Happy early Thanksgiving!
Thanksgiving is one of my favorite holidays. I love the food, watching football, spending time with family… everything! So, in honor of Thanksgiving, I want to talk about the importance of expressing gratitude.
Struggle with Gratitude?
My guess is that some of you might not think you have a problem with gratitude. When I talk to folks about their problems and the things they struggle with, gratitude doesn’t usually rise to the top of the list. It doesn’t immediately jump to the front of one’s mind.
I think that’s because most of us feel pretty grateful when good things happen to us. For example, I remember one time on my birthday, my mom sent me a nice card and a check for $100. I felt really happy about that for about a minute. “How very nice of her,” I thought to myself. Or I went out to eat with a friend of mine, and as I enjoyed my fajitas, he listened to what I was going through and offered me some much needed encouragement. “I’m glad I have people like him in my life,” I thought to myself. My heart felt warm for about a minute.
These things happen to me all the time. Something good happens in my life, or someone does something nice for me, and I feel grateful for a moment. I’m aware of these inner feelings happening throughout the day. So I can’t possibly struggle with gratitude, right?
Jesus and Gratitude
Let me tell you a story from the life of Jesus, written down by a man named Luke. Jesus was on his way to Jerusalem. As he was walking, he came across ten men with leprosy. Leprosy was a progressive disease that caused permanent damage to the skin, nerves, limbs, and eyes. Folks who had leprosy were basically kicked out of their communities and quarantined. (It might be similar to how we think about a disease like Ebola today.)
Jesus meets the ten men with leprosy while traveling, and they ask Him to have pity on them. Jesus heals them and tells them to go show themselves to the priest. (People who were healed of leprosy had to be checked out by the priest in order to be reintegrated into the community.) Only one of the ten men comes back and gives thanks to Jesus for healing him. The other nine… Well, we don’t know much about them, just that they don’t come back.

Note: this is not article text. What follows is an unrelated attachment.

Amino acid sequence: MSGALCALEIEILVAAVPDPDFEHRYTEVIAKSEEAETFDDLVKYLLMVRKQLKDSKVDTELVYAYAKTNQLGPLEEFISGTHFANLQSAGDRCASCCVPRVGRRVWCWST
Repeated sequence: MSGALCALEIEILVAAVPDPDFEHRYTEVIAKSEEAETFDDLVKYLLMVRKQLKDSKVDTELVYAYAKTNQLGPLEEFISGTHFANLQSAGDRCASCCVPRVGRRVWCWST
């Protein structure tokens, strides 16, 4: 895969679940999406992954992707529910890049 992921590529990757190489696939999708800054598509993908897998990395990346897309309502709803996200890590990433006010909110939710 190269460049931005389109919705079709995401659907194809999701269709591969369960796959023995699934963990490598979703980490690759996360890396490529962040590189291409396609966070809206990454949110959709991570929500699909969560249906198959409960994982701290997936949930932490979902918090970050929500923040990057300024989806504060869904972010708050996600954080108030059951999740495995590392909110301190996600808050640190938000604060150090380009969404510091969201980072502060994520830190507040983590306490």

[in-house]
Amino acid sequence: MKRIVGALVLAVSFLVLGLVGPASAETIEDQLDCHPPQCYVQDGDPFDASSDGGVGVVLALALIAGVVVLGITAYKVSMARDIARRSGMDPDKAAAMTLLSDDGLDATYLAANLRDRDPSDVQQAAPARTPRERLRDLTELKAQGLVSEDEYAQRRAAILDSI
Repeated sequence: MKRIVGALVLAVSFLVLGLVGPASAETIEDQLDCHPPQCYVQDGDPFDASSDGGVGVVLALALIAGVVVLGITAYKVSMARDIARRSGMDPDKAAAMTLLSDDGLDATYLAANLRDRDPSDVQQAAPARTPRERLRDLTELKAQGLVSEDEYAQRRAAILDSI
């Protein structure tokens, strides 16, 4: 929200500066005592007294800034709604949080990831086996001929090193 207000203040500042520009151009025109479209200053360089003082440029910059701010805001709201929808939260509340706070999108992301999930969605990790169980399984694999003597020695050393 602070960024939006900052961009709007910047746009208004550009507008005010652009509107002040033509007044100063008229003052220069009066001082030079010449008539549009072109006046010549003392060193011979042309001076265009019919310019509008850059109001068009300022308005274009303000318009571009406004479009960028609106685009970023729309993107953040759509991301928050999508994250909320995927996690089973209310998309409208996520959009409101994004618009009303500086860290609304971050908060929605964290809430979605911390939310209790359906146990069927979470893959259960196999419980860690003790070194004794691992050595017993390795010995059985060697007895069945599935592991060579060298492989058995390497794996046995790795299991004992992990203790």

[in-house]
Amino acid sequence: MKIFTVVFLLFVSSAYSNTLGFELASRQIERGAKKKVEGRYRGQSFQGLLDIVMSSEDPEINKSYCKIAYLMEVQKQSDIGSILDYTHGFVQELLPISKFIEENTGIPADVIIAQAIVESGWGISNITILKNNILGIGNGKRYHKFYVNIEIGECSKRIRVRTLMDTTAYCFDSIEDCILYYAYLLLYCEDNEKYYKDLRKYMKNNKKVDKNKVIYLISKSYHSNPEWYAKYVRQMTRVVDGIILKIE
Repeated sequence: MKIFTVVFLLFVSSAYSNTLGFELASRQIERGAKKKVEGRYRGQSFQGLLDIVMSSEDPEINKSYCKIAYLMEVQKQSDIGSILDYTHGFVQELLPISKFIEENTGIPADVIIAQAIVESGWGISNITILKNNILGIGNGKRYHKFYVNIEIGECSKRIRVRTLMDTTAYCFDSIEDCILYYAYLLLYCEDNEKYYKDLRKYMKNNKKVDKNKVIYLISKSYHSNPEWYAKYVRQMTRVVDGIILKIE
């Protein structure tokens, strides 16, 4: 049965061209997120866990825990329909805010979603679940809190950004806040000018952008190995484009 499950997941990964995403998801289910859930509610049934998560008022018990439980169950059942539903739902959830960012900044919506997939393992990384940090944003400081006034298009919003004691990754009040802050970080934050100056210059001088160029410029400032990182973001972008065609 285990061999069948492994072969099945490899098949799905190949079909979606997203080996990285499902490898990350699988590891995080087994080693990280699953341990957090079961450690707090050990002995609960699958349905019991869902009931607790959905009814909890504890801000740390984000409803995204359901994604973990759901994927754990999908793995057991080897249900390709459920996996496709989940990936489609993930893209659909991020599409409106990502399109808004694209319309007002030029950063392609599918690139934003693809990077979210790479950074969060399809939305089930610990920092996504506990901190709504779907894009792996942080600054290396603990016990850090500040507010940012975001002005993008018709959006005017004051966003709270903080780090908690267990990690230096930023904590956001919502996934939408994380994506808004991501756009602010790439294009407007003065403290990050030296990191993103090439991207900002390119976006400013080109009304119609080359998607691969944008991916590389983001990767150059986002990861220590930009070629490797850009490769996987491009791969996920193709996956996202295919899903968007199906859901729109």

Now here’s the kicker: How do you think those other nine men felt on the inside when they were healed of the leprosy? I bet they felt pretty dang grateful. I bet they were jumping for joy, skipping all the way to the temple. I bet they gathered their friends and families together and had a big celebration. I bet they felt incredibly thankful… on the inside.
But they didn’t express it. They didn’t come back.
Express Your Gratitude
This was a huge lesson for me. A lot of times in my life, even though I’m feeling grateful on the inside, I don’t take the time or energy to express my gratitude.
There’s something about expressing gratitude that makes a huge difference in our lives. When I don’t express my gratitude, I often forget the things I should be thankful for. My mind moves on to something I need to do, or something I’m anxious about. I lose the opportunity to give thanks.
Expressing Gratitude Makes You Happier
Taking advantage of opportunities to express gratitude is important for my heart. Gratitude actually makes me happier. A psychologist did a research study on all these things he thought might make people happier. Two of the most effective strategies had to do with gratitude. First, people who wrote down three things they were thankful for every day got happier. Second, people who wrote a note of appreciation to someone they hadn’t properly thanked got happier. These were significant changes, from something as simple as writing a heartfelt letter.
Expressing Gratitude Makes Others Happier
Expressing gratitude is also important for the happiness of others. To put it simply, expressing gratitude to those important to us is encouraging! And the people in your life need encouragement. We all do!
Try this experiment: Next time you go to the grocery store, buy a pack of thank you cards. It’ll cost you five bucks. Then, every day for a week, think about a person in your life who you would like to thank for something. It could be something big, or it could be something little. It doesn’t matter. But every day, spend five minutes, write a note of gratitude, and mail the letter. Just see what happens. One week. It’s a complete win-win. Who is one person you would like to thank? Don’t just feel grateful feelings, express it!